By Julianne Malveaux
I’m tired, my sisterfriend says. I don’t know how much longer I can hold on. As I hear her I have a couple of choices. One is to tell her to get with her pastor and pray; the other is to tell her to get real with her illness. Running her to her pastor takes her to a familiar place. Pushing her to help takes her out of her comfort zone. When my beloved brothers and sisters share that they are stymied in the way they live their lives, I don’t mind praying and encouraging spiritual counsel, but I do mind ignoring the medicinal help that could assist my sisterfriend.
So my sister is sighing her pain, and I am wondering what to do. There are few that will hear a Black woman in a Black community, strumming her pain, questioning her faith. According to the National Associations of Mental Health more than 4 percent of African Americans have considered suicide. Most of them are African American women.
Mental health is our nation’s dirty little secret, and if it is whispered in the nation at large, it is a silent scream in the African American community. We are afraid, ashamed, frightened to own up to it, using our own lingo (s’kerd, shamed) to wrap ourselves around the fear that goes with “coming out” on mental illness.
So we are silent, even when we loose a warrior. Karyn Washington was a 22-year-old Morgan State University sister who committed suicide, last week. This young and brilliant one turned her pain into power when she created a website, “for brown girls” (forbrowngirls.com) that lifted up and affirmed our brown skin girls. Karyn was a colored girl whose mental issues were apparently so severe that she chose to take her own life while affirming those of others. From all accounts Karyn experienced depression. How many feel it and don’t say it? How many nod and just don’t mean it? How many exhale, inhale and really reach out to a brother or a sister to listen, have a cup of tea, take a walk, or just reach out and touch?
The poet Paul Laurence Dunbar wrote, “We wear the mask that grins and lies that hides our cheeks and shades our eyes.” Many in our nation, especially African Americans, wear the mask. When we peek/speak/tweet from behind the mask we realize, yet if we were real, we would have to acknowledge in the words of Paul Lawrence Dunbar that to make a poet Black and bid her sing is to challenge her and her two realities. In the words of Sister Maya, “I know why the caged bird sings”.
I chose to focus on this because in one scant week I have spoken to African American women who have experienced depression or feel shackled by other mental health issues. They walk like they hold the world in their hands; sway like they are hearing drums from another continent, yet cry behind closed doors, like they have the weight of the world on their shoulders. They are sad, ground down, depressed, and we play off their pain, trivialize it, instead of responding to it. We are losing too much genius when we play off the scourge of metal illness. We decide that it is their problem, not the problem of a nation that would inflict, rather than attempt to fix, mental illness. For all the care the Affordable Care Act has offered, we must ask if it has offered enough to combat mental illness.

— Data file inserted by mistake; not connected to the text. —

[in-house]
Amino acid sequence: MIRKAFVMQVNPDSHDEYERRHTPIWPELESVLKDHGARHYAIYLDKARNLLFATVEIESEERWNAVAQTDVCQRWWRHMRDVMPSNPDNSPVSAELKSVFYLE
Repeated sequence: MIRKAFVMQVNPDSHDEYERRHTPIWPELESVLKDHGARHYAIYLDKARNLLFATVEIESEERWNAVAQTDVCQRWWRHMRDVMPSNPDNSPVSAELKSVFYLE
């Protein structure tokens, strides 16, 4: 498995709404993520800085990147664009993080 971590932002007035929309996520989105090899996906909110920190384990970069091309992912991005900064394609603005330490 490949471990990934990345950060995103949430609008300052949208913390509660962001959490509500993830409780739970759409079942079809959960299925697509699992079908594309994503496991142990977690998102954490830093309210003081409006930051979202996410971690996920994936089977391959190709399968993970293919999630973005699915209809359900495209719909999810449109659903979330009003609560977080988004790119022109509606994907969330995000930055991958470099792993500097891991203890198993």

We in the African American community have paid more and received less to be perceived as “normal” members of society. Despite injustices in Scottsboro, Groveland and other vile places in our nation, we have been expected to show up, with amazing dignity, ignoring the massacre of our sons or daughters with well-modulated emotion. Too many of us fear or fail to speak our pain. Poverty and mental health are correlated, yet the poorest of us see our pain as “par for the course” and we don’t speak about it. Whether African Americans are wealthy or financially challenged, mental health is elusive for some. And faith without works is dead, which means fall on those knees if it comforts you, then run to the doctor who may help you with medication and therapy.
Baby girl Karyn Washington inspired this column, and as I thought of her, others kept reminding me of their own pain and the ways it has been ignored. If you don’t get it, read from Terrie Williams’ Black Pain. And if you get it/read it, remind folks that this is not a sympathy issue, this is a public policy issue. So weep sister soldier, brother warrior. Those who bear the scars of mental illness have often fought longer, harder, and with the chemical imbalance that makes them feel it all so much more intensely. Mental health is not an embarrassment; it is a national health issue. It is a silent killer that we have yet to acknowledge.
Julianne Malveaux is a Washington, D.C.-based economist and writer. She is President Emerita of Bennett College for Women in Greensboro, N.C.